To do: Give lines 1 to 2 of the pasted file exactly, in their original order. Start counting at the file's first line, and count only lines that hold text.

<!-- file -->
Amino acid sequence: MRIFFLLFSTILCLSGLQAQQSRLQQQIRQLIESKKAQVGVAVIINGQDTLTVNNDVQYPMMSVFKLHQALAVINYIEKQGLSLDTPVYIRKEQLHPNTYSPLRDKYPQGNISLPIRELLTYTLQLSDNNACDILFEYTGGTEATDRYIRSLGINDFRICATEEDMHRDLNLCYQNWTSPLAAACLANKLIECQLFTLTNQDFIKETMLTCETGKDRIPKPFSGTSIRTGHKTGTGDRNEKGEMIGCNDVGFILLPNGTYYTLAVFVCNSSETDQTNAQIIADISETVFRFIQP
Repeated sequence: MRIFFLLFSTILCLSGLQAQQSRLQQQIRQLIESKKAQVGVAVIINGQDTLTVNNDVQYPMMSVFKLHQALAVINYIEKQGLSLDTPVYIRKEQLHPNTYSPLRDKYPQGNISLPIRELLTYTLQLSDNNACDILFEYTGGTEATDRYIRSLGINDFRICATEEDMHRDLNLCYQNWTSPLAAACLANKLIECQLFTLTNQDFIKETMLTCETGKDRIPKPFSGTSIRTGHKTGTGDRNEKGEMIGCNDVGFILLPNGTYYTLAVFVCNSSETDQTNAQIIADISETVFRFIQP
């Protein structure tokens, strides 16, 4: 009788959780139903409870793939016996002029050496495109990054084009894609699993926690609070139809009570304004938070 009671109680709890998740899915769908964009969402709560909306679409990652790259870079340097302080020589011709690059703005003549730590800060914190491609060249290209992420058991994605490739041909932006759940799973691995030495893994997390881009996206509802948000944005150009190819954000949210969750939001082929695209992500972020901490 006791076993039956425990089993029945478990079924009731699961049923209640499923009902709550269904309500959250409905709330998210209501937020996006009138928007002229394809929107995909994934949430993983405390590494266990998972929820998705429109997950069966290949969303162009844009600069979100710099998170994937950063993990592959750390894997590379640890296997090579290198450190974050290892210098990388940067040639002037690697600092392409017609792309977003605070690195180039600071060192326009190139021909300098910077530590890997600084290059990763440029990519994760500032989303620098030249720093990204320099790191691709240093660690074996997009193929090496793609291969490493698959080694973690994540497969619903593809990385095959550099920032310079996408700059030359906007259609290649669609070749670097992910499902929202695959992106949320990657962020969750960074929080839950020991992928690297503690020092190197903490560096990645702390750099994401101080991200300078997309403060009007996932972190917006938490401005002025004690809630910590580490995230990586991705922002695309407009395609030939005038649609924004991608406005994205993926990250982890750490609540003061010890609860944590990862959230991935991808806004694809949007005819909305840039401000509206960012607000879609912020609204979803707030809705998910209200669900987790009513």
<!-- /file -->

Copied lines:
Amino acid sequence: MRIFFLLFSTILCLSGLQAQQSRLQQQIRQLIESKKAQVGVAVIINGQDTLTVNNDVQYPMMSVFKLHQALAVINYIEKQGLSLDTPVYIRKEQLHPNTYSPLRDKYPQGNISLPIRELLTYTLQLSDNNACDILFEYTGGTEATDRYIRSLGINDFRICATEEDMHRDLNLCYQNWTSPLAAACLANKLIECQLFTLTNQDFIKETMLTCETGKDRIPKPFSGTSIRTGHKTGTGDRNEKGEMIGCNDVGFILLPNGTYYTLAVFVCNSSETDQTNAQIIADISETVFRFIQP
Repeated sequence: MRIFFLLFSTILCLSGLQAQQSRLQQQIRQLIESKKAQVGVAVIINGQDTLTVNNDVQYPMMSVFKLHQALAVINYIEKQGLSLDTPVYIRKEQLHPNTYSPLRDKYPQGNISLPIRELLTYTLQLSDNNACDILFEYTGGTEATDRYIRSLGINDFRICATEEDMHRDLNLCYQNWTSPLAAACLANKLIECQLFTLTNQDFIKETMLTCETGKDRIPKPFSGTSIRTGHKTGTGDRNEKGEMIGCNDVGFILLPNGTYYTLAVFVCNSSETDQTNAQIIADISETVFRFIQP